Title
In vitro sensitivity testing of **Leishmania** clinical field isolates: preconditioning of promastigotes enhances infectivity for macrophage host cells In vitro sensitivity testing of **Leishmania** clinical field isolates: preconditioning of promastigotes enhances infectivity for macrophage host cells
Author
Faculty/Department
Faculty of Pharmaceutical, Biomedical and Veterinary Sciences. Pharmacy
Publication type
article
Publication
Washington, D.C. ,
Subject
Biology
Pharmacology. Therapy
Source (journal)
Antimicrobial agents and chemotherapy. - Washington, D.C.
Volume/pages
53(2009) :12 , p. 5197-5203
ISSN
0066-4804
ISI
000271834400035
Carrier
E
Target language
English (eng)
Full text (Publishers DOI)
Affiliation
University of Antwerp
Abstract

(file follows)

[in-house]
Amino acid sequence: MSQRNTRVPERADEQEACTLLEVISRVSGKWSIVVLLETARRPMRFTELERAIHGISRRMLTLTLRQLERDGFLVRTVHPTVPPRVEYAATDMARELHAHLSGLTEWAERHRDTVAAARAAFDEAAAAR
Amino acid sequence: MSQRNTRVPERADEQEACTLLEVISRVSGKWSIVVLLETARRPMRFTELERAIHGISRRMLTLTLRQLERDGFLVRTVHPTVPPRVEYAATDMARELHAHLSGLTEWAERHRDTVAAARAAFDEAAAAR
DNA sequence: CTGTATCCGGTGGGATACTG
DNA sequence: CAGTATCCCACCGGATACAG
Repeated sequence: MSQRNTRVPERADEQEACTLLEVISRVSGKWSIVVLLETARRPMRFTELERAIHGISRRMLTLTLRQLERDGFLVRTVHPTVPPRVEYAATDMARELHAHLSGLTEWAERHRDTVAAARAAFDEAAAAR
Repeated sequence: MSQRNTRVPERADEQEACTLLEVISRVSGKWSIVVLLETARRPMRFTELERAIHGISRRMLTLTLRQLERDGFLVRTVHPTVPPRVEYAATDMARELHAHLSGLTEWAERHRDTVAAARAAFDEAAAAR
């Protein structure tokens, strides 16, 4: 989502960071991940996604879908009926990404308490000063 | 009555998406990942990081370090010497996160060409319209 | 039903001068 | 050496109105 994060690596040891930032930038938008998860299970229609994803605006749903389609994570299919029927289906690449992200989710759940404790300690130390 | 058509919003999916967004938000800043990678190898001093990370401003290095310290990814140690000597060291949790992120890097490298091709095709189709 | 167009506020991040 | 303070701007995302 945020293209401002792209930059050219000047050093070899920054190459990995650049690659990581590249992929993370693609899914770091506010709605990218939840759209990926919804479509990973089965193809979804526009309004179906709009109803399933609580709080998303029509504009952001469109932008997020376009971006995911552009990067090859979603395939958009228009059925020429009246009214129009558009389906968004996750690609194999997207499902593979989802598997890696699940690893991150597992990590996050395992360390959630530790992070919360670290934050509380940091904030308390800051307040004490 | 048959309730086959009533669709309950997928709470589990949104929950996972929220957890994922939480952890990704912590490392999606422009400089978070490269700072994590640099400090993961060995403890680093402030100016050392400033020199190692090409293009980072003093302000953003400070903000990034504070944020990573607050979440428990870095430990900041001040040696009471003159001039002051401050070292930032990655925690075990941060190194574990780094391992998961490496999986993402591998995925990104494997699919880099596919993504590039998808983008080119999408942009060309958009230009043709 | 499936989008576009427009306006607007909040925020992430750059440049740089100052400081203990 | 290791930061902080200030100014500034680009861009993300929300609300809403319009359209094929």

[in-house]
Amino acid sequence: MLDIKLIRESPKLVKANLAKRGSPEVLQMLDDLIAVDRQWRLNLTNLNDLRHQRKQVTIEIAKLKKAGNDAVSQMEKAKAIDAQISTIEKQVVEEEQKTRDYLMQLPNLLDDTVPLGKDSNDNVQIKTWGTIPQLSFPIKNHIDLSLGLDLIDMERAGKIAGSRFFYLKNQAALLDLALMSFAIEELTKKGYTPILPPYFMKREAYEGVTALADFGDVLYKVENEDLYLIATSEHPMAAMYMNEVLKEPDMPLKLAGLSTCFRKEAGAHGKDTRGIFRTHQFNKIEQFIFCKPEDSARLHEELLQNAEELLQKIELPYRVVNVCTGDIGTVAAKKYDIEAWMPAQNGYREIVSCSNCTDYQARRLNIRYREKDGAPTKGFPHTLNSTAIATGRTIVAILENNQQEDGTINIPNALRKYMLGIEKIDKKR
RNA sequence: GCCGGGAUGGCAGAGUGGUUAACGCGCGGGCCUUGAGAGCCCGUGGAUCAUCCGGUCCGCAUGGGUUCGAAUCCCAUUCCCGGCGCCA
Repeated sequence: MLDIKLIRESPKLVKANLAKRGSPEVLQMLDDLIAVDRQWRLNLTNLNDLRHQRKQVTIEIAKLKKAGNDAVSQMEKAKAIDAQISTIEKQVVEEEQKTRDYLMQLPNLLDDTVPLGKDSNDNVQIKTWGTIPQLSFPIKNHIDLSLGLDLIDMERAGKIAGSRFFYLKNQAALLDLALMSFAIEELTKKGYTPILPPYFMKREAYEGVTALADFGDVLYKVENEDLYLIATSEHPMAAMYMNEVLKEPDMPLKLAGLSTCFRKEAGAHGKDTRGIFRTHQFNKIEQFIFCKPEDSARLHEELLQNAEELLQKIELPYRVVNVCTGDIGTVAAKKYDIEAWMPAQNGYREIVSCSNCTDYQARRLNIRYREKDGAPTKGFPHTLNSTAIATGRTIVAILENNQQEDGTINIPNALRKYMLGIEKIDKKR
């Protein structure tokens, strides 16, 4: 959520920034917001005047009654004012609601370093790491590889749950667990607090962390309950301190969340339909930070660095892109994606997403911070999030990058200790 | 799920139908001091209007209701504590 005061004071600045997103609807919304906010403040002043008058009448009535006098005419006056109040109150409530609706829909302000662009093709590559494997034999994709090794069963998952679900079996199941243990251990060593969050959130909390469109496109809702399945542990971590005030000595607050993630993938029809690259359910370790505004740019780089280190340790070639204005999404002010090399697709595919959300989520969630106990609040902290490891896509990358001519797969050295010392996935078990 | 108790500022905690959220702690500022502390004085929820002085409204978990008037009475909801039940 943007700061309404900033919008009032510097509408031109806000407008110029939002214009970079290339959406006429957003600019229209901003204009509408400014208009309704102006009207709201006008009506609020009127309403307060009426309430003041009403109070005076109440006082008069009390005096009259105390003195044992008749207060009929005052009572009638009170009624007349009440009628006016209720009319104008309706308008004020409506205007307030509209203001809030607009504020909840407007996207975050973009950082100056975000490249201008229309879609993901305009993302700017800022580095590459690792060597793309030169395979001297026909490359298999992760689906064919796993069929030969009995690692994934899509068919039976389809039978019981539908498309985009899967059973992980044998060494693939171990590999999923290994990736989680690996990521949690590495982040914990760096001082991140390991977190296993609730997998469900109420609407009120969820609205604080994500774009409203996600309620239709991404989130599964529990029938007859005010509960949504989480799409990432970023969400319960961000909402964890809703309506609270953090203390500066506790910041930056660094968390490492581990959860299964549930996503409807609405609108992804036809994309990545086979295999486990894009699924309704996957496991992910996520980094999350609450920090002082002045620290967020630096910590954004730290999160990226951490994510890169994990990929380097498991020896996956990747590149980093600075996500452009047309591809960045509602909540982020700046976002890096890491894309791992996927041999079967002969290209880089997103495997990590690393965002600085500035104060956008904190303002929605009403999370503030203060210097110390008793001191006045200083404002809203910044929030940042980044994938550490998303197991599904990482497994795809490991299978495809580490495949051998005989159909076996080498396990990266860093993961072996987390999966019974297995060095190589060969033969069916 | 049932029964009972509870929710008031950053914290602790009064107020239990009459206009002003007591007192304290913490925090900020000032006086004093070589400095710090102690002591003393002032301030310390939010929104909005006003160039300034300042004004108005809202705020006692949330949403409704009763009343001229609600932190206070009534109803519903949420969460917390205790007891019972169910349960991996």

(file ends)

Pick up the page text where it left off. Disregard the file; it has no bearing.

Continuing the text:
Diagnostic material from patients with leishmaniasis is generally available as promastigotes, and proper testing for susceptibility to first-line drugs by the intracellular amastigote assay is frequently hampered by the poor infectivity of the promastigotes for the macrophage host cell. Several conditions for optimization of the in vitro metacyclogenesis and cell infectivity of Leishmania donovani, L. guyanensis, and L. braziliensis field strains obtained from patients receiving standard antimony medication were investigated. Triggering log-phase promastigotes to become amastigote-like by increasing the temperature or acidifying the culture medium was not successful. Adequate metacyclogenesis and the highest levels of macrophage infection were obtained after 5-day-old late-log-phase promastigote cultures were preconditioned at 25°C to pH 5.4 for 24 h in Schneider's medium prior to infection. The susceptibility assay with primary peritoneal mouse macrophages included pentavalent antimony (SbV; sodium stibogluconate), trivalent antimony (SbIII; potassium antimonyl tartrate), miltefosine, and the experimental drug PX-6518. All strains were sensitive to miltefosine (50% inhibitory concentration [IC50] < 10 µM) and PX-6518 (IC50 < 2 µg/ml) but showed distinct susceptibility to SbV and/or SbIII, depending on whether they were derived from cured, relapse, or nonresponder patients. Within the available set of Leishmania species and strains, simultaneous SbV-SbIII resistance was clearly associated with treatment failure; however, a larger set of isolates is still needed to judge the predictive value of SbV-SbIII susceptibility profiling on treatment outcome. In conclusion, the proposed conditioning protocol further contributes toward a more standardized laboratory model for evaluation of the drug sensitivities of field isolates.
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